TransLink is not moving ahead with plans to cancel its TaxiSaver program at this point but that isn't enough for a local program user.
Lilo Ljubisic, a Burnaby resident who is blind and uses HandyDart and the TaxiSaver program, spoke with the NOW when the cancellation was announced last month.
TransLink is meeting with stakeholders to discuss the issues and effects of possibly cutting the program, but Ljubisic says the company should step away from the plan altogether and look at other cost saving measures.
"Quite honestly, what more do you need?" she said. "How many more arguments from how many more marginalized and disabled people in Vancouver and British Columbia do you need to tell you that you're on the wrong path?"
Since the cancellation was announced in May, seniors and people with disabilities in B.C. have been speaking to the media about the importance of the program, she pointed out.
"To me, it's almost an insult," she said, regarding the current consultation process. "I just don't know what else they want."
The approximately $1 million TransLink would save in next year's budget by cutting the program is not enough to greatly affect the company's financial situation, Ljubisic said, particularly as the program is subsidized by the user for half the cost whereas, HandyDart is not.
"It simply doesn't make any financial sense to most people," she added.
The TaxiSaver service provides users with $100 worth of taxi coupons per month, with the user paying half the cost and TransLink covering the other half.
The program has run for 20 years for those with cognitive or physical disabilities, and was going to be phased out, beginning in August and ending by June 2013.
TransLink said in a press release last month that the HandyDart system currently uses taxis if a HandyDart vehicle "is not readily available and client care is not compromised."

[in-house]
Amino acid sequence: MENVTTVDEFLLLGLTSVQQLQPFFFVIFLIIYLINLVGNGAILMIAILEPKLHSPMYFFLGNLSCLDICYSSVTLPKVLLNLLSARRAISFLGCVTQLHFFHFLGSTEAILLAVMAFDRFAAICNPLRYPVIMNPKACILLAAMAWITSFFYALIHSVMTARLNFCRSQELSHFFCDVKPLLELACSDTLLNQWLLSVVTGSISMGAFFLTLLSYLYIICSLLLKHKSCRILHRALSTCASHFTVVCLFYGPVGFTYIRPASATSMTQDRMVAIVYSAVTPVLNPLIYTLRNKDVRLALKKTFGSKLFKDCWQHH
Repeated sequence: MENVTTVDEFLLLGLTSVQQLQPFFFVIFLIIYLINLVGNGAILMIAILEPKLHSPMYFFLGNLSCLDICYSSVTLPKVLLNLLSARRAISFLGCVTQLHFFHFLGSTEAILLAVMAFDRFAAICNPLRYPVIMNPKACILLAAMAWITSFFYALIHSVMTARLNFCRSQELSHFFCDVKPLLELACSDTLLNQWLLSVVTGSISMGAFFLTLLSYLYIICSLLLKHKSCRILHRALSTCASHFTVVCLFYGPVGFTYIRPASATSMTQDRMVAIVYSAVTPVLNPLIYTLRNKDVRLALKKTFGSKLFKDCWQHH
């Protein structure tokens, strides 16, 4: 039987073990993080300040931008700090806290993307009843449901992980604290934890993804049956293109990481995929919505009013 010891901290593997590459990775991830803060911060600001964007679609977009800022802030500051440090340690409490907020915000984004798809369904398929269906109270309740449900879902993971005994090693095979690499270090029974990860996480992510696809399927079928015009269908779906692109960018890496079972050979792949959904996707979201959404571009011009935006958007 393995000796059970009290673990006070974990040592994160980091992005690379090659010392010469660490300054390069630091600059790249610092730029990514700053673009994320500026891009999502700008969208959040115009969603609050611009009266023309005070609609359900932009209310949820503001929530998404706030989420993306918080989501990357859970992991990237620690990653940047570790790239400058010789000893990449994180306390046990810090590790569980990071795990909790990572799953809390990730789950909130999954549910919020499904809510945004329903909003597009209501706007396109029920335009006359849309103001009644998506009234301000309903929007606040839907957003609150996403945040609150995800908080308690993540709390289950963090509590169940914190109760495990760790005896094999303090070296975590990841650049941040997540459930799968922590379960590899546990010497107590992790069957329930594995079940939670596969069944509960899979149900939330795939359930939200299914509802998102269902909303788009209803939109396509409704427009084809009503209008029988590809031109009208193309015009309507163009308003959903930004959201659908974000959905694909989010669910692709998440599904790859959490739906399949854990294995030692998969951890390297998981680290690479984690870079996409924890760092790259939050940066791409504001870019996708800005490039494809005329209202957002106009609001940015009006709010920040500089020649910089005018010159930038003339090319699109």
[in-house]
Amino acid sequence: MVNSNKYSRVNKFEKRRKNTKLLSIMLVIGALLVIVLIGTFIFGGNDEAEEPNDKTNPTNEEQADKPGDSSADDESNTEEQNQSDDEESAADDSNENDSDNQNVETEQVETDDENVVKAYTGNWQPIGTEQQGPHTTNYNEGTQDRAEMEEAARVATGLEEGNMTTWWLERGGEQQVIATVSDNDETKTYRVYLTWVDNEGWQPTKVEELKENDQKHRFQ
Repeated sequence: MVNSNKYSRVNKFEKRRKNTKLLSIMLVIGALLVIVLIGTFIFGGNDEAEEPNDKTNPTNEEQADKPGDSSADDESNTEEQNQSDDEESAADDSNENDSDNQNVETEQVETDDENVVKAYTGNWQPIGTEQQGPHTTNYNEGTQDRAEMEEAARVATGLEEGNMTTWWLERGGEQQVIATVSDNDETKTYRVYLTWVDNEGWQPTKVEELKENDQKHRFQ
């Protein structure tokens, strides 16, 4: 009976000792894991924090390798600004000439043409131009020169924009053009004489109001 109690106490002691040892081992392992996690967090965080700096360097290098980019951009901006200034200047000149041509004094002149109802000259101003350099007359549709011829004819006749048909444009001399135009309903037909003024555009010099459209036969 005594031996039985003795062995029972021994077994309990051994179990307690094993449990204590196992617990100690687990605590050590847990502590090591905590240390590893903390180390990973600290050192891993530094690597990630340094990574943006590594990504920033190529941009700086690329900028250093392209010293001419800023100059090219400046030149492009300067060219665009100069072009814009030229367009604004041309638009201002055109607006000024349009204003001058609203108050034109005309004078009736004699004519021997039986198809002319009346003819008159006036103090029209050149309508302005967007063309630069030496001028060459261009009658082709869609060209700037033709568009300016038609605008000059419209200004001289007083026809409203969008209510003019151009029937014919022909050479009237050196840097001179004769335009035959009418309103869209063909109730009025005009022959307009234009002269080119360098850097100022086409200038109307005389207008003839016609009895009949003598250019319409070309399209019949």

The company would look at directing some of the funding previously allocated for the TaxiSaver program into this option, thre release added.
But Ljubisic said she has never been offered a taxi when she called for a HandyDart and it wasn't available.
"I have heard this," she said of the option. "For me, it's a myth. I have yet to meet a person who has been sent a taxi."
Two weeks ago, Ljubisic called HandyDart with six trip requests a week in advance, and could only have two of the requests met, she said.
Ljubisic said she asked if a taxi could be sent instead and was told, "Oh no, we don't do that."
Ljubisic is currently out of the country and missed the annual general meeting where TransLink announced it wouldn't be cutting the program at this time.
But she is a member of the HandyDart users' group with the B.C. Coalition of People with Disabilities, she said, and will stay involved in the issue.
"I will continue to fight as effectively as I can," she added.
TransLink is meeting with stakeholders to discuss their needs and began that process at the meeting, according to Jason Martin, manager of corporate communications for the company.
"We recognized the need to listen to the concerns that the stakeholders brought forward," he said. "We are committed to seeing it through and giving it as much time as it needs."
TransLink expects to save $1.1 million per year for the next three years if the program is cancelled, according to a company press release. The money would be used to expand the HandyDart program.
For the first year, $200,000 would be put into the supplemental taxi service, the release stated.
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